Can I Keep Florida Medicaid if I Temporarily Have More Than $2,000?
While we are very experienced in this area, we aren't your typical estate planning firm. We don't just address what should happen to your estate after you leave this earth, but we help plan for your life now. Part of our job as Medicaid planning attorneys is developing plans to assist clients in paying long-term care costs and safeguarding their assets so they can leave something to their children.
In addition to Medicaid planning, clients and their families frequently come to me with tricky dilemmas. I take pleasure in our firm's ability to offer simple and effective solutions and outline a course of action. One such puzzle is whether a relative can keep Florida Medicaid if their assets temporarily amount to more than $2,000.
Countable Assets in Florida
A single person over 65 or disabled who needs Medicaid benefits for health assistance at home, assisted living, or nursing care cannot have more than $2,000 in assets that are countable for Medicaid.
Some common examples of countable (non-exempt) assets that count toward the asset ceiling of $2,000 and include:
- Bank accounts (checking, money market, savings)
- Vacation homes
- Non-primary dwelling property
- Mutual funds
- Certificates of deposit
IRAs and 401Ks are countable in 37 states. The remaining states provide the exemption of these retirement funds, although several require that they be in payout status. Florida is such a state.
When Your 401k or IRA is in Payout Status
Payout status denotes that you withdraw at least the minimum amount necessary monthly from your plan. When an IRA is in payout status, its payments will be considered income, but it won't be regarded as an asset when determining whether your IRA or 401k will allow you to qualify for Medicaid .
Your eligibility for Medicaid will be impacted if your IRA or 401k is not in payout status because it is regarded as an asset. Depending on your circumstances, we will discuss, as part of the Medicaid-planning process, whether you should keep or liquidate your IRA or 401k. Contact a Medicaid attorney at our offices with experience in this area for more information on what this may mean for you.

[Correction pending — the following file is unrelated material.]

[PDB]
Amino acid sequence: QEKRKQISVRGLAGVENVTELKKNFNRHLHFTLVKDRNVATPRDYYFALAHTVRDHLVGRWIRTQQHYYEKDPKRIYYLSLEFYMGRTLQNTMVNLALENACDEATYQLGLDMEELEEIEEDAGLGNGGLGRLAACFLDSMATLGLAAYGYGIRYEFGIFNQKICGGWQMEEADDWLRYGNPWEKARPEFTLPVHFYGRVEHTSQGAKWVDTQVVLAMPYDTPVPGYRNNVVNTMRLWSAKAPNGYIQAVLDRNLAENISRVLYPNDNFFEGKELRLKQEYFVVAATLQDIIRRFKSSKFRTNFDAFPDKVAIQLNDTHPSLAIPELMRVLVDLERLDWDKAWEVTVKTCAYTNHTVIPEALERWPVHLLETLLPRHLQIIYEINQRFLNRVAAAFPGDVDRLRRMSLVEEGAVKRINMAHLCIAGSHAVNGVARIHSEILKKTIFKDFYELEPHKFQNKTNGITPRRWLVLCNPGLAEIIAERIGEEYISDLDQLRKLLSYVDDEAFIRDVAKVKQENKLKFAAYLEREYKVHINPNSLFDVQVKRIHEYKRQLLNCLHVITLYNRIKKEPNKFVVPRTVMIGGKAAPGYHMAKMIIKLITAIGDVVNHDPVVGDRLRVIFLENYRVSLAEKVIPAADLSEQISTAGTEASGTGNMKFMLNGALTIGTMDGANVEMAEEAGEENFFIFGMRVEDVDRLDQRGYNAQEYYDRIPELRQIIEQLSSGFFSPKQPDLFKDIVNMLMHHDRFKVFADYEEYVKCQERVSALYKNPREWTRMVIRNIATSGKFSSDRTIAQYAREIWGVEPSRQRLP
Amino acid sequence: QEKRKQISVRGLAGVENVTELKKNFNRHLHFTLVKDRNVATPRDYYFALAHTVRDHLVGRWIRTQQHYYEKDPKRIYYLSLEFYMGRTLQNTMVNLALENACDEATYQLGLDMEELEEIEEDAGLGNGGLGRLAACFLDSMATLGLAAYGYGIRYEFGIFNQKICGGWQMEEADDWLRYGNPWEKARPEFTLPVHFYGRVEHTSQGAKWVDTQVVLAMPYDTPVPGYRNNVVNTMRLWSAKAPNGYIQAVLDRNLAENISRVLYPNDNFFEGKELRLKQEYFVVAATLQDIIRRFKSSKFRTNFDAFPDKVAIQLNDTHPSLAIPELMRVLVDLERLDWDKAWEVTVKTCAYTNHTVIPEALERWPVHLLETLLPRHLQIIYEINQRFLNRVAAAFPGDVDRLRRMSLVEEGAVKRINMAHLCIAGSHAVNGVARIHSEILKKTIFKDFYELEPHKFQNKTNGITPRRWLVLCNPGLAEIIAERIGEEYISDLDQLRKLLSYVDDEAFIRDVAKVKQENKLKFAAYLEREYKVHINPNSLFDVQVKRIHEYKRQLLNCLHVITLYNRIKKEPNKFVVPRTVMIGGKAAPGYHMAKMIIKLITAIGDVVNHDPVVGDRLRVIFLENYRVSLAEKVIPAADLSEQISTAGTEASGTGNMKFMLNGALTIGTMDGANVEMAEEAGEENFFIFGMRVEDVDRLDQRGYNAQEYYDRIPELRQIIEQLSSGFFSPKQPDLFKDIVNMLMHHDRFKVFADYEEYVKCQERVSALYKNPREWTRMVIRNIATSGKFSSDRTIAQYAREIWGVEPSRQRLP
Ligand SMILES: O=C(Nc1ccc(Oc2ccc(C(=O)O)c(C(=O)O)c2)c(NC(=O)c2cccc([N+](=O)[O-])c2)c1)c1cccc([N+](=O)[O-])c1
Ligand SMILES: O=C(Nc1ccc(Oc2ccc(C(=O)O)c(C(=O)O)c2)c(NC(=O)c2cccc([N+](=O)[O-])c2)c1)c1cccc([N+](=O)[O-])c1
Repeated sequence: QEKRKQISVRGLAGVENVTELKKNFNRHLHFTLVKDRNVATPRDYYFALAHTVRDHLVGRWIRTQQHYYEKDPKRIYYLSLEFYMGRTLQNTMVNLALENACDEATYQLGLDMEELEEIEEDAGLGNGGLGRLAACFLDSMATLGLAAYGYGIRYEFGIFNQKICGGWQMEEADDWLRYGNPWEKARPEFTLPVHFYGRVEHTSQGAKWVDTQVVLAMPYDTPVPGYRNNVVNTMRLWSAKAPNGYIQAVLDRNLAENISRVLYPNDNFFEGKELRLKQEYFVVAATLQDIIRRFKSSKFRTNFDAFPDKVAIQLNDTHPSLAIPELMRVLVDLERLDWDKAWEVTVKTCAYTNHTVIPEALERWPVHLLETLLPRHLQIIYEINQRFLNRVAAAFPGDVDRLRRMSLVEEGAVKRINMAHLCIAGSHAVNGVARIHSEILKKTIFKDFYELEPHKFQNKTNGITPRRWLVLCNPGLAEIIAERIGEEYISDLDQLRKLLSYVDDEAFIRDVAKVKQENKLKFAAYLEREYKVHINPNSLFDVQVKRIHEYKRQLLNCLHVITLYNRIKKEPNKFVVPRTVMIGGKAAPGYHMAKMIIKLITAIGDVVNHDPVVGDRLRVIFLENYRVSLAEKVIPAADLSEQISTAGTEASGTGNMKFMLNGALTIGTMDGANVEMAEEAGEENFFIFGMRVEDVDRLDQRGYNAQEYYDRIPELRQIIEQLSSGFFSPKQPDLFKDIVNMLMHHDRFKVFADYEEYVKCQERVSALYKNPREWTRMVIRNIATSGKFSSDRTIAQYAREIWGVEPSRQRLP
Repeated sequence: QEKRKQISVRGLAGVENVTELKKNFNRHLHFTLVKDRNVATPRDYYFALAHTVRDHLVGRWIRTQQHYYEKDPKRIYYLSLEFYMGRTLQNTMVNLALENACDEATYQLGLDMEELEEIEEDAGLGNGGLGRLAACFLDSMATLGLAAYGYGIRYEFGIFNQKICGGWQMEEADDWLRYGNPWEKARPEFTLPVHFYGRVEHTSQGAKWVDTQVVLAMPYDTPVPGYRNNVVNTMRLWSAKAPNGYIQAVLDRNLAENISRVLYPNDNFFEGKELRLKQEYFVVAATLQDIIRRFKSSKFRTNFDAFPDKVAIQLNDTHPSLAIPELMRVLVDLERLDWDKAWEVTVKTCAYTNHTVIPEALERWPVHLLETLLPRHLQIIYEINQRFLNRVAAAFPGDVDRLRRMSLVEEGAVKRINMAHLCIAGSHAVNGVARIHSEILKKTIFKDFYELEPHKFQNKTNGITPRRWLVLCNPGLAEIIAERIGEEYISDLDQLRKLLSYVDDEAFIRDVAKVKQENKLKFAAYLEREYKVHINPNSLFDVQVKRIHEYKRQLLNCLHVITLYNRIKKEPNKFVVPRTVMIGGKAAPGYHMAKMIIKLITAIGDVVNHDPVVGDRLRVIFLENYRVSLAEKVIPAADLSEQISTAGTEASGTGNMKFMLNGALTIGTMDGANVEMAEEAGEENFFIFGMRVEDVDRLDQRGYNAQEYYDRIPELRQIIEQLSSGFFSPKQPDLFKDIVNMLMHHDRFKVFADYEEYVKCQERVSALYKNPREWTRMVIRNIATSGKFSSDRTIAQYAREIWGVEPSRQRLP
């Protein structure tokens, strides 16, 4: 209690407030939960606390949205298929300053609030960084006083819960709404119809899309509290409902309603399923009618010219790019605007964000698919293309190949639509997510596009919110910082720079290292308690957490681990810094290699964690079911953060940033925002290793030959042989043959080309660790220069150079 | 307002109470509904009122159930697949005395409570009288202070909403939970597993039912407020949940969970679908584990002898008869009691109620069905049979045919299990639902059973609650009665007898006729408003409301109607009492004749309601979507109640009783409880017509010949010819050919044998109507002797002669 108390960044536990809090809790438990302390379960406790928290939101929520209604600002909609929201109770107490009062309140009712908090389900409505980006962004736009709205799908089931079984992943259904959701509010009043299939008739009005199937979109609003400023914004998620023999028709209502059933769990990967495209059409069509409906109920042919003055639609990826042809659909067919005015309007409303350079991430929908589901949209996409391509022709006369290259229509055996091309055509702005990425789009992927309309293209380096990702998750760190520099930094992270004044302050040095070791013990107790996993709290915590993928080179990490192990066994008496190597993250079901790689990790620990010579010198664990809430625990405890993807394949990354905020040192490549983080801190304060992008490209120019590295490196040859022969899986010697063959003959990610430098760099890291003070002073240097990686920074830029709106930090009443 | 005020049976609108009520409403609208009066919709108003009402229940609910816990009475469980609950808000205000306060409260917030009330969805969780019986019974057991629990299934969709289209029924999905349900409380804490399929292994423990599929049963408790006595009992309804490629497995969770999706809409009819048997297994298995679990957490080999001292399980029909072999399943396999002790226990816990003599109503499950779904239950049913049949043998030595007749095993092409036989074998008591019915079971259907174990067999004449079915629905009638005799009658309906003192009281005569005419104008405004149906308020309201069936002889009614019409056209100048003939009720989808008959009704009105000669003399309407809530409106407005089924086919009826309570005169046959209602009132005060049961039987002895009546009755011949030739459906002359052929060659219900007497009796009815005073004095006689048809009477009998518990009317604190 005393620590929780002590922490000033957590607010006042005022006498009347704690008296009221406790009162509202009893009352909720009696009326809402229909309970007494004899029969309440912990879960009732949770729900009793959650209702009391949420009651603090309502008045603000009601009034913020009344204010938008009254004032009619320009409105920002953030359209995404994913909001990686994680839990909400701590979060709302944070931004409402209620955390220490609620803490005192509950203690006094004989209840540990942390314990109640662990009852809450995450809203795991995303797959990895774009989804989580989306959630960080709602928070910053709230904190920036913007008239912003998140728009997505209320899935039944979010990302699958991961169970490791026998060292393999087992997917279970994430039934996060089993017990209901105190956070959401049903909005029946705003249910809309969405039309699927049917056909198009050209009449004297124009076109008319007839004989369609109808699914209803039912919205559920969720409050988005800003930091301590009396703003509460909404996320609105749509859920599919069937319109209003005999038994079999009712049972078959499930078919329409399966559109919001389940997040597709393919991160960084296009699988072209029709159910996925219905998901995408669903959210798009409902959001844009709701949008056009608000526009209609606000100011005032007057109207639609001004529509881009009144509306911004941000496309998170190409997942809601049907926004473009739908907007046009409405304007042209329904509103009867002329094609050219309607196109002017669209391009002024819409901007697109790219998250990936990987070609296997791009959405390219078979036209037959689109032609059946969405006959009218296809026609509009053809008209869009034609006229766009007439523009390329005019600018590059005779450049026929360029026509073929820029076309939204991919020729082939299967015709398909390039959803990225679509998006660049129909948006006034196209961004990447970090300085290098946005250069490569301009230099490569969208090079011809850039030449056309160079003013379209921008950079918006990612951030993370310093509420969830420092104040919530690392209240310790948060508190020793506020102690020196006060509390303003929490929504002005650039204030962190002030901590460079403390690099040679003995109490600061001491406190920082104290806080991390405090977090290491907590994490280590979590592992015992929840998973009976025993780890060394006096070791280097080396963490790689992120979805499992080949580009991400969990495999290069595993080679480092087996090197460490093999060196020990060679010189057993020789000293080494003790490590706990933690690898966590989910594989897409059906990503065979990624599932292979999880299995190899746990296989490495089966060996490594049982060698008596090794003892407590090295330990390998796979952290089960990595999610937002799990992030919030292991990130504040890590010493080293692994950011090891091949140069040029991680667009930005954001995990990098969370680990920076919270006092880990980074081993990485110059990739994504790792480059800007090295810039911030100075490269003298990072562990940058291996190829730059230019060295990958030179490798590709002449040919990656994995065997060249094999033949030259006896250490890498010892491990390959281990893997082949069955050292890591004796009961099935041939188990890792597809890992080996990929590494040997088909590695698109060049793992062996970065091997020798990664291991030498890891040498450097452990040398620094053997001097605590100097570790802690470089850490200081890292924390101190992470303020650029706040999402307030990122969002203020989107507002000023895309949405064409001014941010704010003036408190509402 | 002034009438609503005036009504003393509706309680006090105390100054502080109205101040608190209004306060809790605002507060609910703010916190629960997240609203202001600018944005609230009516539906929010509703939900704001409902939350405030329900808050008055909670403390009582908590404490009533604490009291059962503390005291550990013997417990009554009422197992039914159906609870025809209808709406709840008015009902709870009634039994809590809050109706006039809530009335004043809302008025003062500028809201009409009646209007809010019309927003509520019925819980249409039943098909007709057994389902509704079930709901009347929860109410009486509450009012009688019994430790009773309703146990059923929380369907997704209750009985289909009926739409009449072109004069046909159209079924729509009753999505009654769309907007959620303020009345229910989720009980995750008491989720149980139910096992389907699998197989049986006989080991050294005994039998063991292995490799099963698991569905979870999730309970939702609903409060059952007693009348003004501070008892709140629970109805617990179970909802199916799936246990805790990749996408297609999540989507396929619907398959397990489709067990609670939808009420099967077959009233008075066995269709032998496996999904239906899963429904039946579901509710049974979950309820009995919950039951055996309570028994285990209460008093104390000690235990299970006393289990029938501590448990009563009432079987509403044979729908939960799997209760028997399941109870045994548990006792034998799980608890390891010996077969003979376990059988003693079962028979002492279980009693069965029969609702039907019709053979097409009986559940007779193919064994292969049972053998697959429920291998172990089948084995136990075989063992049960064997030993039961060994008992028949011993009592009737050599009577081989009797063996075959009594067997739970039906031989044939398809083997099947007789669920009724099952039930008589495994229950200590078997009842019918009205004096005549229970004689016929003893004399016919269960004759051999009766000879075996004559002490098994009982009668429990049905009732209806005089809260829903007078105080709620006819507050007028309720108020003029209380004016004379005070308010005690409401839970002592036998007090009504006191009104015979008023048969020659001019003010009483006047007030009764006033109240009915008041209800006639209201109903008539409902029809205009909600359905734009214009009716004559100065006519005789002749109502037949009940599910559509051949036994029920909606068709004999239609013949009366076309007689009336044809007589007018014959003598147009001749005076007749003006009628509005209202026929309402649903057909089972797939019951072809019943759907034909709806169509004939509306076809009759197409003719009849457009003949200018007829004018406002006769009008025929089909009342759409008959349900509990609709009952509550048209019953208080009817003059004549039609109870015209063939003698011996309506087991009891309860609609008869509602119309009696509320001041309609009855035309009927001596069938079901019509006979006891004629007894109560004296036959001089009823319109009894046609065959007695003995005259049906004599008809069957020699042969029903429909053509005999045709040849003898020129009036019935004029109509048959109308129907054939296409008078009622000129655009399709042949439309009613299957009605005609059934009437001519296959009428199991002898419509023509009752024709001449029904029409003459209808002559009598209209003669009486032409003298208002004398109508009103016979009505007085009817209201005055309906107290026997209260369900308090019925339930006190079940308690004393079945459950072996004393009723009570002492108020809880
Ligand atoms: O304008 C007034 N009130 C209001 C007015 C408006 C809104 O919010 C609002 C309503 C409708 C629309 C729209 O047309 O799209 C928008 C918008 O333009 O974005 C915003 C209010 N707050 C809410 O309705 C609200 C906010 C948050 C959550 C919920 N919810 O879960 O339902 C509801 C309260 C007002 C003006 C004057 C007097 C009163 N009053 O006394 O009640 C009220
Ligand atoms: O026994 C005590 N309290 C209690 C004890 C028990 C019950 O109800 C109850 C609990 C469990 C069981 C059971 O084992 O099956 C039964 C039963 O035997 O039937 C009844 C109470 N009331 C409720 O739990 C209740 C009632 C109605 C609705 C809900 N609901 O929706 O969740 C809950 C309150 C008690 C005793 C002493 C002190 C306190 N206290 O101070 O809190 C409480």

When You Have More Than $2,000 in Your Account
At some point in a month, you may have more than $2,000 in your account. Your account is allowed to be temporarily above $2,000 so long as it returns below this figure at some point in the month.
Since income is not considered an asset until the following month, the account may momentarily go beyond $2,000 in value.
Consider a Medicaid recipient who consistently has $1,800 in savings and receives a $1,500 Social Security check on November 17, increasing the balance in the savings account to $3,300.
There won't be a problem so long as you have bills to pay or items/services to purchase so that, by November 30, the account balance is back under $2,000. Florida Medicaid wants to see that you spend at least a few days per month under $2,000 (even if the other days you have more than 2K).
FAQs About Florida Medicaid
How do I turn my 401(k) into a non-countable asset?
Liquating the account is one option to change the 401(k) or IRA to a non-countable asset. Then, an elder law attorney could use a spend-down plan: some common strategies include a special needs trust, personal services contract, or a Medicaid-compliant annuity to protect the assets (among others).
What is the difference between Medicaid and Medicare?
There are two distinct programs, Medicaid and Medicare. Medicaid is a program for low-income persons who meet specific qualifying conditions; state-by-state variations may apply. Our office works mostly with people who do not naturally qualify for Medicaid (i.e., their assets or income levels are too high), and we can legally and ethically qualify them to get help from Medicaid, paying for home health care, ALF care, or nursing home care.
Medicare differs in that it is a federal health insurance program for those 65 years or older, disabled, or with end-stage kidney disease. Medicare eligibility is not determined by income, and each state offers the same basic coverage level.